Do plug in hybrids mean we need increased baseload capacity?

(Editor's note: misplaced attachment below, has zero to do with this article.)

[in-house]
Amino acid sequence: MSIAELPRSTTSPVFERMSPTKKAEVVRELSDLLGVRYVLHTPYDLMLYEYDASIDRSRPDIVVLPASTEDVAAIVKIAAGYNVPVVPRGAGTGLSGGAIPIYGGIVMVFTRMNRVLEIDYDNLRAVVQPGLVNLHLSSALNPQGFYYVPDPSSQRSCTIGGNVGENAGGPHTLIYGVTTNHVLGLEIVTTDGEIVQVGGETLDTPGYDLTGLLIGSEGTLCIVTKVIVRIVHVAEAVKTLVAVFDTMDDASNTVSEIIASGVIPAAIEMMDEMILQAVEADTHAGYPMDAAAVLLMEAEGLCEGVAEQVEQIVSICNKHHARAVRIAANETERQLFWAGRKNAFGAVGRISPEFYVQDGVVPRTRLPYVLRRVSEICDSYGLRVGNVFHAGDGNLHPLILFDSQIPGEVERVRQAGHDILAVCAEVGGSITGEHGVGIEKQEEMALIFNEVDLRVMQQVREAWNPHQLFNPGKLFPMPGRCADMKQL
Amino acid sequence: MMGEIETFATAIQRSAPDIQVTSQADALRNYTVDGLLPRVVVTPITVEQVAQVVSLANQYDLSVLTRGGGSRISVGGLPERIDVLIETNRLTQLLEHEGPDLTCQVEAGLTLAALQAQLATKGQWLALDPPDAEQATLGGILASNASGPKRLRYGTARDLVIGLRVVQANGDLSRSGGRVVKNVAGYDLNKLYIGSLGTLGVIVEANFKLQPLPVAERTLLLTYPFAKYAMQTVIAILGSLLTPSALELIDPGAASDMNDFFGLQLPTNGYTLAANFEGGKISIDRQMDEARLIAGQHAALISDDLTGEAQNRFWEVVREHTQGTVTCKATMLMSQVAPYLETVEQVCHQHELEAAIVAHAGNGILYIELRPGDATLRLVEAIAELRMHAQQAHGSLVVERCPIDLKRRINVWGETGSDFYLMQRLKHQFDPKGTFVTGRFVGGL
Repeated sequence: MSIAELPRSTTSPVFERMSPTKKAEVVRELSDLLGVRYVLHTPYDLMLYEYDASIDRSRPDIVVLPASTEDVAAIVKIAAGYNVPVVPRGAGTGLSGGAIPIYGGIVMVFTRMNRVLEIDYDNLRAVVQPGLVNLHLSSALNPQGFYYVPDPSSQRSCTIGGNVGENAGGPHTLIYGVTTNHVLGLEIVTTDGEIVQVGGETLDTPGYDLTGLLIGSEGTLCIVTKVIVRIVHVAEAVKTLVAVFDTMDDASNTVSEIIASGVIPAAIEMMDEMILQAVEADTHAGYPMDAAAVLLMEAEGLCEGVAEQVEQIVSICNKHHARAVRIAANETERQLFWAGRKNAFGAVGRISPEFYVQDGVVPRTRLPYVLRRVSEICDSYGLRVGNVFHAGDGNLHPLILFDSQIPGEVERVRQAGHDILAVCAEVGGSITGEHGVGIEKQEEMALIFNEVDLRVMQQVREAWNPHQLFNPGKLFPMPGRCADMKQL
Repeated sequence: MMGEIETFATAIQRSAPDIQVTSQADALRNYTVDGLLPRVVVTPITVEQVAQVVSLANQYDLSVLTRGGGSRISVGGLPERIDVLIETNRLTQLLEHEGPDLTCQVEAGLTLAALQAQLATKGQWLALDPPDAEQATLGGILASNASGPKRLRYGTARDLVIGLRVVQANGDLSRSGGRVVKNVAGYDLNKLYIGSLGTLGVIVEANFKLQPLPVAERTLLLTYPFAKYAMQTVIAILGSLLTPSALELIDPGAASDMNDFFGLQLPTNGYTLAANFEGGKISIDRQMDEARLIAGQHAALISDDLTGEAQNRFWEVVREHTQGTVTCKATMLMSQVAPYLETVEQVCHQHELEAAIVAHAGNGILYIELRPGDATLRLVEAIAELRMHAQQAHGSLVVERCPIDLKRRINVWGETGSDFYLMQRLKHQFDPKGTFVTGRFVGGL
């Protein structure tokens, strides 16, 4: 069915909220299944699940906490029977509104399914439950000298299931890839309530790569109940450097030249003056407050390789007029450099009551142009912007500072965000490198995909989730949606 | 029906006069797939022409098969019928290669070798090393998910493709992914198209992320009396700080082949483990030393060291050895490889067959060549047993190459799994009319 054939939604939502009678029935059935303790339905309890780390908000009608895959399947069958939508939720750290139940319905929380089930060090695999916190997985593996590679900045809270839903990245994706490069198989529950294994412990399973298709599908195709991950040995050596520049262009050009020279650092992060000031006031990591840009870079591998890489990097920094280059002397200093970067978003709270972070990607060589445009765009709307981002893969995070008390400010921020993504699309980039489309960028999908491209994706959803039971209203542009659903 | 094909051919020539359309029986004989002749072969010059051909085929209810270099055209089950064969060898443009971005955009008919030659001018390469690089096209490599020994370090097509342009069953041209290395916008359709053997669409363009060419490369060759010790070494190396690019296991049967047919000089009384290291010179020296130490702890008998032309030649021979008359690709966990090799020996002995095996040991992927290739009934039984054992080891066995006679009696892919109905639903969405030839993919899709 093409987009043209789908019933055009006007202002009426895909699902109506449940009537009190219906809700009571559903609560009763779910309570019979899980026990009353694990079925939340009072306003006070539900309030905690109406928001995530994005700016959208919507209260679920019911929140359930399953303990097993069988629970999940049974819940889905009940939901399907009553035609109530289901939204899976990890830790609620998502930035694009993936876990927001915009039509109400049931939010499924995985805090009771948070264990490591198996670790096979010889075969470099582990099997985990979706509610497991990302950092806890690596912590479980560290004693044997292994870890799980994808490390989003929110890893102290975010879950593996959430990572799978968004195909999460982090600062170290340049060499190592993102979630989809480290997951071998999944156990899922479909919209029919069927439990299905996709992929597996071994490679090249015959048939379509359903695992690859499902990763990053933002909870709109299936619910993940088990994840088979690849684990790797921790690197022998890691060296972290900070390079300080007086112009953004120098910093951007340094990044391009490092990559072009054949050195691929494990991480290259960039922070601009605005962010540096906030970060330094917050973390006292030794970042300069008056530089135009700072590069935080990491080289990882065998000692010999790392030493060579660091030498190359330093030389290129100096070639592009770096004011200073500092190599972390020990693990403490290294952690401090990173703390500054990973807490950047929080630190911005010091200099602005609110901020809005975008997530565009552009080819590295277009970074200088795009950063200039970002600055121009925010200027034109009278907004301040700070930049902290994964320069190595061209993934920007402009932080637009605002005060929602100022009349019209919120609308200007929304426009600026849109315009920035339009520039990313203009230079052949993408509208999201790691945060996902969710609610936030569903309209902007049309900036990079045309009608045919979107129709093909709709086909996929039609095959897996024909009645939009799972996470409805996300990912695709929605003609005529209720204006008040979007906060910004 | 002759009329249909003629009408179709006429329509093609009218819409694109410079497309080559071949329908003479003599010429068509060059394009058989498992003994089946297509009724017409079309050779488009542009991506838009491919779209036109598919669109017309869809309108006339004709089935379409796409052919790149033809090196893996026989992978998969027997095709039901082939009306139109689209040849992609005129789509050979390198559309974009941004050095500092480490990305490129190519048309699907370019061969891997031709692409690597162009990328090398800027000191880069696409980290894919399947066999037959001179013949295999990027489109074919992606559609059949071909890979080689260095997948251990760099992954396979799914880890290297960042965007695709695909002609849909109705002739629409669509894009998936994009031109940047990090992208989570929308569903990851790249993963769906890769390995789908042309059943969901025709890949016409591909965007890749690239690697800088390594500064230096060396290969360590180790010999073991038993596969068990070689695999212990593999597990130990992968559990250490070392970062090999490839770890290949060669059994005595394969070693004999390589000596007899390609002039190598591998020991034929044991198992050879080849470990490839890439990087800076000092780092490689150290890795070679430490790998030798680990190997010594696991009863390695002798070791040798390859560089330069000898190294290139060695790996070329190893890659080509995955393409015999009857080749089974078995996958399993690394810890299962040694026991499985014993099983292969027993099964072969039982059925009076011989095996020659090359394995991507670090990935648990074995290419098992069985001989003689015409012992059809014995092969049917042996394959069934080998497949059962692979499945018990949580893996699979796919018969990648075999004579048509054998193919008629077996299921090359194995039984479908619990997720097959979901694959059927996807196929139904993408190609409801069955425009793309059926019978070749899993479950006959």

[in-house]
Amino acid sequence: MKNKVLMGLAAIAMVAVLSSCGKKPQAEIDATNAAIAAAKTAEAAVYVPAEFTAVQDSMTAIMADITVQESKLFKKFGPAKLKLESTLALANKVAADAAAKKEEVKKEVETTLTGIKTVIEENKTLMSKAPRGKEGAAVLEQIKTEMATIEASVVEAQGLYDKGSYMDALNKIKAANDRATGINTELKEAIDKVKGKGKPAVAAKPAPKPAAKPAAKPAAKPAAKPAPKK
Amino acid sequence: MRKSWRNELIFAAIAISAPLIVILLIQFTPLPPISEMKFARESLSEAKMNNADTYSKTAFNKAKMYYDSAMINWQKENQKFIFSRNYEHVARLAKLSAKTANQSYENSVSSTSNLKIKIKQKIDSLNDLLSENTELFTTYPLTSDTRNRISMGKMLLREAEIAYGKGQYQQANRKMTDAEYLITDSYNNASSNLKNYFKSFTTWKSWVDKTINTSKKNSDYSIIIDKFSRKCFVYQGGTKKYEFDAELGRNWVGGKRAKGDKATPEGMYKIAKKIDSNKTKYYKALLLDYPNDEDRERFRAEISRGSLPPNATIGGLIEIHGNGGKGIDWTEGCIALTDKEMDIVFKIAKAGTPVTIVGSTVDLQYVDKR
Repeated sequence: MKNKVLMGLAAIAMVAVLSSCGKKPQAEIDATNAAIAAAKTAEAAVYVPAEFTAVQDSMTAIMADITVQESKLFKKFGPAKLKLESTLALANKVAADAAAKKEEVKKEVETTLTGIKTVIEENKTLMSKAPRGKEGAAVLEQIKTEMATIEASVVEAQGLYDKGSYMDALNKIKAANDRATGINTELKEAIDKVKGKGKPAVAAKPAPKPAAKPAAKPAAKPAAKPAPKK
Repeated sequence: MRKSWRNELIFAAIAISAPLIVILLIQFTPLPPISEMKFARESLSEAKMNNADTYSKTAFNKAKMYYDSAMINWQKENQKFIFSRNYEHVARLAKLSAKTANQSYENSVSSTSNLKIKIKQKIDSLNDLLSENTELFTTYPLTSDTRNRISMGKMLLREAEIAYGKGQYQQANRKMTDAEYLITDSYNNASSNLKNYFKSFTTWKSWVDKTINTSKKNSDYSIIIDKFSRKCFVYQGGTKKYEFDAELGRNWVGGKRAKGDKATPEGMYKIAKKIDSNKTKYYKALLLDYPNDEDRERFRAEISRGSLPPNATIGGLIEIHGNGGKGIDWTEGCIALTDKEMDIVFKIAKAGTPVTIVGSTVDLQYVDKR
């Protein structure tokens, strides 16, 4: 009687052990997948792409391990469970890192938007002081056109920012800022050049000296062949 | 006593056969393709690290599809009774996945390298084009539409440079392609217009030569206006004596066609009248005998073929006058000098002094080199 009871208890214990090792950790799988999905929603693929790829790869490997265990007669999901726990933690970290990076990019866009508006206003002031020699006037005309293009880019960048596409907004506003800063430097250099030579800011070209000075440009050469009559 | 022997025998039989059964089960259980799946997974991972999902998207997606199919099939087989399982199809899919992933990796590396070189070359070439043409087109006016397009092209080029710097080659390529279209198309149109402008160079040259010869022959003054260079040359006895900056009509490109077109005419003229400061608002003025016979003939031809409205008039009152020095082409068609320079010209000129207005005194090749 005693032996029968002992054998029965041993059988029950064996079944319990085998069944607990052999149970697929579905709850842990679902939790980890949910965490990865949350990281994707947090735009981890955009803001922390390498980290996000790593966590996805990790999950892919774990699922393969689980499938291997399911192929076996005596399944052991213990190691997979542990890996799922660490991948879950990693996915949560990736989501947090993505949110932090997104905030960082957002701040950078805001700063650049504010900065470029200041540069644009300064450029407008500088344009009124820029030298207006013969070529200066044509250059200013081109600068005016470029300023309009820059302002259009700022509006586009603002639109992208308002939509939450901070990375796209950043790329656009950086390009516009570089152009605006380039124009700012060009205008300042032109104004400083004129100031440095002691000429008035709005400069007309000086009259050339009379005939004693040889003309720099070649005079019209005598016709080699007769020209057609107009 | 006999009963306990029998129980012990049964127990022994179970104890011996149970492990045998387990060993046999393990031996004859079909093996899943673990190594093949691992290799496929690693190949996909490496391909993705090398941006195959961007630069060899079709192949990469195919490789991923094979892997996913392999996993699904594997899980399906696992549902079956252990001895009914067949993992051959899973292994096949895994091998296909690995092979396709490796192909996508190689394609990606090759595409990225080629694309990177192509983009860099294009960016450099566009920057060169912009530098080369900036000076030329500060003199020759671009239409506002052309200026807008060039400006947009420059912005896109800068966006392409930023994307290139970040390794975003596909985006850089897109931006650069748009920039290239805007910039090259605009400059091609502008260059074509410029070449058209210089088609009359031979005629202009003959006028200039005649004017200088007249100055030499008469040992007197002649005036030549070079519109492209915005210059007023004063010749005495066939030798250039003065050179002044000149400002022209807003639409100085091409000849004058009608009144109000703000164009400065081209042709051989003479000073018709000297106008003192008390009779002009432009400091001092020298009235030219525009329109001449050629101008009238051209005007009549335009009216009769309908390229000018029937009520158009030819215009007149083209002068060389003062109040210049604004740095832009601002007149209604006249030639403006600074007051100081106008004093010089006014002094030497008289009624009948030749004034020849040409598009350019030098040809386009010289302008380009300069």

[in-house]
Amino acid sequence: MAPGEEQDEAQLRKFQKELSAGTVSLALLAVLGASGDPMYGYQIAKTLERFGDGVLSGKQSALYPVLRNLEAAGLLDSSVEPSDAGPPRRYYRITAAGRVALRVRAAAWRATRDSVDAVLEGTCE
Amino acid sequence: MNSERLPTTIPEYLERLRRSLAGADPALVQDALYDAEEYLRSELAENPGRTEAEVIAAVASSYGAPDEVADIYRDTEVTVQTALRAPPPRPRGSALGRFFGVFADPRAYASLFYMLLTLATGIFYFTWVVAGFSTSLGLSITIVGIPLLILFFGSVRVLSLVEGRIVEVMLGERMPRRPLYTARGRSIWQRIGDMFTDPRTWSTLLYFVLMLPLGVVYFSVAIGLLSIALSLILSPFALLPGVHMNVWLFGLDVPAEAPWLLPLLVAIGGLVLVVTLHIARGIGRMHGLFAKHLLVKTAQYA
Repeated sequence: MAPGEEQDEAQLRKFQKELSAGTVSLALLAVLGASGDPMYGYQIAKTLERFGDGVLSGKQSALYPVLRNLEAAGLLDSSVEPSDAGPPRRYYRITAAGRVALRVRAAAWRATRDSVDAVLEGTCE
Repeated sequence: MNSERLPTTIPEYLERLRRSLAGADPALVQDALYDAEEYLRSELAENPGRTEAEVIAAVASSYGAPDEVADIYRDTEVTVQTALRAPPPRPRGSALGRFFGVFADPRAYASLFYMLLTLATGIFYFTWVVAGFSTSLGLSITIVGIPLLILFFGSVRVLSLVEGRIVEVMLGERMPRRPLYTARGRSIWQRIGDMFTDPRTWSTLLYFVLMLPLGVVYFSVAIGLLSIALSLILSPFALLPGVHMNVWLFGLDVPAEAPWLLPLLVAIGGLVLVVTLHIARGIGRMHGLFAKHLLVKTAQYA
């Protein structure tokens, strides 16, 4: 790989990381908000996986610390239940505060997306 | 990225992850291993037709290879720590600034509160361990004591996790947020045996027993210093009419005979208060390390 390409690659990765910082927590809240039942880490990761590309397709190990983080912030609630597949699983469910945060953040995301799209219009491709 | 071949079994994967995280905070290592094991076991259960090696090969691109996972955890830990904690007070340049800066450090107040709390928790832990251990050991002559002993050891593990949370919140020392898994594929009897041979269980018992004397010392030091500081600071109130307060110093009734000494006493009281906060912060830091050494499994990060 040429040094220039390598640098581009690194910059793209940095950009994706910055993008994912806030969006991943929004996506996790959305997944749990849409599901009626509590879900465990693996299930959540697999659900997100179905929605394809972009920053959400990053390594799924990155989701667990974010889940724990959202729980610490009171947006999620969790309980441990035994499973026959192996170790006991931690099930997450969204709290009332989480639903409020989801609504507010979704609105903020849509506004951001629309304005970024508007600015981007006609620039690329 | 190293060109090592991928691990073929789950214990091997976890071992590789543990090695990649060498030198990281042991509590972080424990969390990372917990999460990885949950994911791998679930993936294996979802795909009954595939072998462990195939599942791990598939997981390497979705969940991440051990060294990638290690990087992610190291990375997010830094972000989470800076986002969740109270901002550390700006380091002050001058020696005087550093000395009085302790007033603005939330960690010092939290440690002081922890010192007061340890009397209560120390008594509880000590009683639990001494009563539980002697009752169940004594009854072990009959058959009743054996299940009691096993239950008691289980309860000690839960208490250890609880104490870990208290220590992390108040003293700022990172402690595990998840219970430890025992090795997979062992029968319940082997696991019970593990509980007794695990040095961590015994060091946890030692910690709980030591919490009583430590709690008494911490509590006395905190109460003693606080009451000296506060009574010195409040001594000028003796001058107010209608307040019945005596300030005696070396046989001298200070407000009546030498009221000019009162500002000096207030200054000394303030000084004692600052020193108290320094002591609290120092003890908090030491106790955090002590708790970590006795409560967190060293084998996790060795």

Olivia Albrecht notes that "the United States imports oil at a rate of $400,000 a minute. It is estimated that by 2030, U.S. energy demands will increase by nearly two-thirds, and that by 2050, global energy demand will more than double. Americans must realize the necessity of finding a reliable energy supply in order to sustain economic growth and prosperity in the 21st century and to reduce the security, economic and political risks of U.S. dependence on foreign oil." She rightly points out that "oil contributes only 2 percent of U.S. electricity [...] Yet analysts agree that as the price at the pump continues to grow, more global consumers will turn away from gas-fueled vehicles and toward alternative-power items to avoid the cost of oil." And she raises a concern "Imagine if all car owners in the United State traded in their oil engines for electric cars: The drastic surge in electricity consumption could not be sustained by our current electric-output capability." Not quite. Actually, the Electric Power Research Institute (EPRI) points out that there is enough reserve electric capacity in our grid, especially at night, that up to 30% of U.S. vehicles could be plug in hybrids before that capacity were exhausted. That doesn't mean we don't need to expand baseload capacity, but it does mean that we won't need to do it in order to accomodate a shift to electricity as a transportation fuel. Since the length of road life of a vehicle in the U.S. is on average 16.8 years (hard to believe but true,) so transitioning 30% of the fleet will take some time.

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